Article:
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This article is part of the supplement: Sixteenth Annual Computational Neuroscience Meeting: CNS*2007

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Characterizing the heterogeneity of globus pallidus neuron behavior by comparing a real neuron database with model databases of varying conductance parameters

Cengiz Günay*, Jeremy R Edgerton and Dieter Jaeger

Author Affiliations

Dept. Biology, Emory Univ., Atlanta, GA 30322, USA

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BMC Neuroscience 2007, 8(Suppl 2):P123  doi:10.1186/1471-2202-8-S2-P123

The electronic version of this article is the complete one and can be found online at:

Published:6 July 2007

© 2007 Günay et al; licensee BioMed Central Ltd.


The function of brain networks is highly dependent on the dynamical properties of single neurons, whose activity ranges from complex spontaneous activity patterns such as oscillations and bursting, to a variety of synaptic response patterns serving functions such as coincidence detection or rebound firing. These dynamical properties vary in time through modulation and plasticity, and are also heterogeneous across individual neurons of the same type. Commonly, neurons show two to five-fold variability in the density of voltage-gated conductances, which accounts for large variations in dynamical behavior.

The globus pallidus (GP) is dominated by a single morphological type of GABAergic projection neuron, which shows patterns of spiking ranging from strongly bursting to more regularly firing in vivo. The activity of different neurons is uncorrelated in normal animals, but in Parkinsonian states, activity switches to synchronous bursting. The degree to which single neuron properties contribute to the diseased activity pattern has not been addressed.

We study the composition of intrinsic properties that yields the electrophysiology recorded from rat GP neurons in slice. The GP population provides heterogeneous electrophysiology that can be addressed by modeling. Finding intrinsic properties of GP neurons and their distribution is a crucial step in understanding larger-scale phenomena such as network oscillations and inter-nuclei synchronization.


We use the PANDORA Matlab Toolbox to automatically determine electrophysiologic measures of real and model GP neurons from voltage traces. These measures are collected in databases (DBs), allowing quantitative comparisons between neurons (e.g., between model and real neurons). The physiology DB (physDB) contains recordings from 146 real GP neurons. The model DBs contain variations of our GP model that consists of 500 – 600 compartments in three different morphological reconstructions, where each compartment has 9 conductances. Each conductance can be scaled using a maximal conductance parameter, and its dynamics are governed by activation, inactivation and time constant curve parameters. In earlier work, we analyzed a ~100,000-model DB by varying the maximal value of the model's nine conductances (mcDB). In the present study, we compare earlier results with a model DB obtained by varying the half-activation voltage parameter of selected conductance activation and inactivation curves (haDB). We used a brute-force approach to scan the entire parameter space to identify all regions that give physiologically realistic models and understand parameter effects throughout the specified range. mcDB was obtained by choosing 3 – 4 levels of each of the nine maximal conductances in a geometric scale, whereas haDB was obtained by shifting the curve half-activations by +/- 5 mV. The measures of models in both model DBs are matched against the measures of neurons in physDB. Each model DB is evaluated for its quality of representing the electrophysiological heterogeneity found in real GP neurons.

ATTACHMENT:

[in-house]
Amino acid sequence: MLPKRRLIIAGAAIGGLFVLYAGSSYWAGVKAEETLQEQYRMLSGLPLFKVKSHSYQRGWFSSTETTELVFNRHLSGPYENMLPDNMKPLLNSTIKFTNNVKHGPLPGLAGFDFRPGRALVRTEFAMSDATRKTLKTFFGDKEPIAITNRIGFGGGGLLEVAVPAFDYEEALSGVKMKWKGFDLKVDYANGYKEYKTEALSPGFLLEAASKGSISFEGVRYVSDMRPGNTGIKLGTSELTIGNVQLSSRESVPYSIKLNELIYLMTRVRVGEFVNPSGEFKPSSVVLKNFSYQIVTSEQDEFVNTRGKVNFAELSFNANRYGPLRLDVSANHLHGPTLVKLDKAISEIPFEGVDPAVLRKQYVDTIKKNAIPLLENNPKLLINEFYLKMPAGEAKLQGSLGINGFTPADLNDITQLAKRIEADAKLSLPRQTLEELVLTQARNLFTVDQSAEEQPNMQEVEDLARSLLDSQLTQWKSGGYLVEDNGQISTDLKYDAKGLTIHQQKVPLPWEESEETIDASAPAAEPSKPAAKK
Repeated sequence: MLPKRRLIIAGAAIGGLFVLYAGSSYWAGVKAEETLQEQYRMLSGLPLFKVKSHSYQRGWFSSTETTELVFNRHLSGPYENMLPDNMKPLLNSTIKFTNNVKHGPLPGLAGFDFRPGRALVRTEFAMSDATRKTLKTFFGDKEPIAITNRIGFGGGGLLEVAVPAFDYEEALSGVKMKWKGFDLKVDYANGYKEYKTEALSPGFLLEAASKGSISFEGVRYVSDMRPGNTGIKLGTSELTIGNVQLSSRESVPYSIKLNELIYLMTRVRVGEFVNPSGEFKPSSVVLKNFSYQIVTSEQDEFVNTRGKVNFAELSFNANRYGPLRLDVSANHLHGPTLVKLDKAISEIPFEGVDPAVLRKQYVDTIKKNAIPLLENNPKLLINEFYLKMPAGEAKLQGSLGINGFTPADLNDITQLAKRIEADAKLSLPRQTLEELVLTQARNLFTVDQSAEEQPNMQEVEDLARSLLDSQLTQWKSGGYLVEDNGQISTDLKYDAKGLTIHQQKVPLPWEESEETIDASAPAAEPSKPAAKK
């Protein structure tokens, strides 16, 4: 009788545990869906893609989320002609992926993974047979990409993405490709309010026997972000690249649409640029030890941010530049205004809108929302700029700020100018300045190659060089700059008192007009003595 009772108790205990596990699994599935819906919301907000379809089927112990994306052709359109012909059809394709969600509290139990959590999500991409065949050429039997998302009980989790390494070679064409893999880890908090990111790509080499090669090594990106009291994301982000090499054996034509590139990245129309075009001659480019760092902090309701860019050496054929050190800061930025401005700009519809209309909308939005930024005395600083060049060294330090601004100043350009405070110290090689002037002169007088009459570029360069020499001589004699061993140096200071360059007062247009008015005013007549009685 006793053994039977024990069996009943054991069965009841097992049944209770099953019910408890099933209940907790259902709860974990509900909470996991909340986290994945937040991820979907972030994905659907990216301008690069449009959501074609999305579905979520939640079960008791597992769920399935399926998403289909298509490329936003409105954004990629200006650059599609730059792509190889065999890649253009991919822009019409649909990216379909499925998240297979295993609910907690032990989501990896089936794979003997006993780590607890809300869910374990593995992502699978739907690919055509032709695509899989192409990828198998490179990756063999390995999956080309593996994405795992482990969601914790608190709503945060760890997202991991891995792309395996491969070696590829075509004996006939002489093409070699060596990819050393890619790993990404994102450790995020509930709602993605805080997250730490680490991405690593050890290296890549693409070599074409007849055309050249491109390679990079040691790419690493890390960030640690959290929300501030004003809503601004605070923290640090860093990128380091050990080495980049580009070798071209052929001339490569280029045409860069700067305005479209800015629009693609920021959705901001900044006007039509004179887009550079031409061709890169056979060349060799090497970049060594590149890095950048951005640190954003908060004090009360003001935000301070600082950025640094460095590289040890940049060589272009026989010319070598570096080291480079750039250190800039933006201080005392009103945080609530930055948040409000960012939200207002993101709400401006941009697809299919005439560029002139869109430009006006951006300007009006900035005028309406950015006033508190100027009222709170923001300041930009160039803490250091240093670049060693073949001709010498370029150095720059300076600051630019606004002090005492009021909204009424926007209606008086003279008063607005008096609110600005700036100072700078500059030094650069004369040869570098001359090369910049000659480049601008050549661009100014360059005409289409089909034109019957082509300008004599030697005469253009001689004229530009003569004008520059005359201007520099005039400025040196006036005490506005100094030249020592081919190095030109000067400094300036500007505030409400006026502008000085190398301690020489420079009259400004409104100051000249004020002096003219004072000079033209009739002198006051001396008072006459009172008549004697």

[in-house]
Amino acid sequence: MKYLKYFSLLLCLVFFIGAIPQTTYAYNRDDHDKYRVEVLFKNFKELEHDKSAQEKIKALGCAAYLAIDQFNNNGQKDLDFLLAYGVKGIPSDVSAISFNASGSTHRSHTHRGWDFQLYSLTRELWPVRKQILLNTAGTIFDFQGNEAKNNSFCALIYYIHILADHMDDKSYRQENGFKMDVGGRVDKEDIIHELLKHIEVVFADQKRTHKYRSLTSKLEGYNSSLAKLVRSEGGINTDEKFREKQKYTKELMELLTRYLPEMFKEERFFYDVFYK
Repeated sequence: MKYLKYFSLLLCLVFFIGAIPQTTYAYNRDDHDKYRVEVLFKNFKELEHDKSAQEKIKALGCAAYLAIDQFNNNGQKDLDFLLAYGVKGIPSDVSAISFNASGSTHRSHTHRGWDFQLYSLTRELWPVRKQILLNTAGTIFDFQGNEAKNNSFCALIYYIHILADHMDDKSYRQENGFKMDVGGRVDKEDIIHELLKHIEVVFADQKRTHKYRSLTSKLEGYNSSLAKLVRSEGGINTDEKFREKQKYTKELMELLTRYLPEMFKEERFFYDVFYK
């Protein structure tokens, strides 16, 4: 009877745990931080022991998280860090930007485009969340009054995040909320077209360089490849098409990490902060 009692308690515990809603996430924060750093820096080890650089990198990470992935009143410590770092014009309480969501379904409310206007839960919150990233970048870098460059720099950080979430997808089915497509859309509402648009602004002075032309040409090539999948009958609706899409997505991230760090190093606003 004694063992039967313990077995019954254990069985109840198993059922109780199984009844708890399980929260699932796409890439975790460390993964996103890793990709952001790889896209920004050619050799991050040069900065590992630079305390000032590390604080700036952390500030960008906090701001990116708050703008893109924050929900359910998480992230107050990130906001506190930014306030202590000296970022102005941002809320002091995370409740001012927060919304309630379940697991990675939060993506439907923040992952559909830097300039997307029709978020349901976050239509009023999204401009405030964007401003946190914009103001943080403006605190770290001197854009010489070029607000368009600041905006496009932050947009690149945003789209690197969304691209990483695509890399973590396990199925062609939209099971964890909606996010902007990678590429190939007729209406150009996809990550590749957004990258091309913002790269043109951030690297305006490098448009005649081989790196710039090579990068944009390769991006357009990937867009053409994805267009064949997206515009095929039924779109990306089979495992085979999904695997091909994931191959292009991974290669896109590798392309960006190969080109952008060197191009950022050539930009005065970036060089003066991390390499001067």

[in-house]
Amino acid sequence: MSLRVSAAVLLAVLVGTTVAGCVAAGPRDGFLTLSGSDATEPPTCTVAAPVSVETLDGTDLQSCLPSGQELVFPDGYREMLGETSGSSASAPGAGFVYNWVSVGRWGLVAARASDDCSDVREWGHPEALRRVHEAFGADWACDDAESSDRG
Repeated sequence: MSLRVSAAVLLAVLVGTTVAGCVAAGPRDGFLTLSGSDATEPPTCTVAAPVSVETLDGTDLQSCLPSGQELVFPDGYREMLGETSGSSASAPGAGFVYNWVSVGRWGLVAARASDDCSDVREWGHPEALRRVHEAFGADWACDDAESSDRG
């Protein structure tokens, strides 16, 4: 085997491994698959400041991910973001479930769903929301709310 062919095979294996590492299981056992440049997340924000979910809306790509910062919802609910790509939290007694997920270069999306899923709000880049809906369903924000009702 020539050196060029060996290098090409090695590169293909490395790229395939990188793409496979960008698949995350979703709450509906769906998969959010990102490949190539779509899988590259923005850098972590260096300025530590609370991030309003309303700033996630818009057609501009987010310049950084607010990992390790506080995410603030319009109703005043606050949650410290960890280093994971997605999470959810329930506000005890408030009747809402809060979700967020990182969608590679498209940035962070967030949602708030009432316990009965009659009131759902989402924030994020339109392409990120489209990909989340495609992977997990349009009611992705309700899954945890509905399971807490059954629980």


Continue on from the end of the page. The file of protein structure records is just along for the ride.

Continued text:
Results and conclusion

Preliminary analyses revealed that distribution of model measures obtained by shifting the half-activation and by varying maximal conductance were similar (Fig. 1A), and both manipulations provided good matches to the electrophysiological characteristics of the recorded GP neurons (Fig. 1B). A formal analysis of the relationship between the conductance and half-activation parameters was consistent with the view that these parameters cause common effects within limited ranges of membrane voltage. We found specific cases where each manipulation had its advantages in obtaining realistic behavior (Fig. 1C). We conclude that it is equally possible that GP heterogeneity is caused by a continuous distribution of either maximal conductance (ion channel density) or half-activation curve shifts (change in ion channel voltage-sensor sites).

thumbnailFigure 1. Matching real and model neuron traces. (A) Action potential (AP) amplitude, width, and firing rate measure distributions from the two model neuron DBs are similar and match distributions from real neurons. (B) Raw traces of matching real and model neurons. (C) A model in the haDB is superior in matching AP amplitude decay.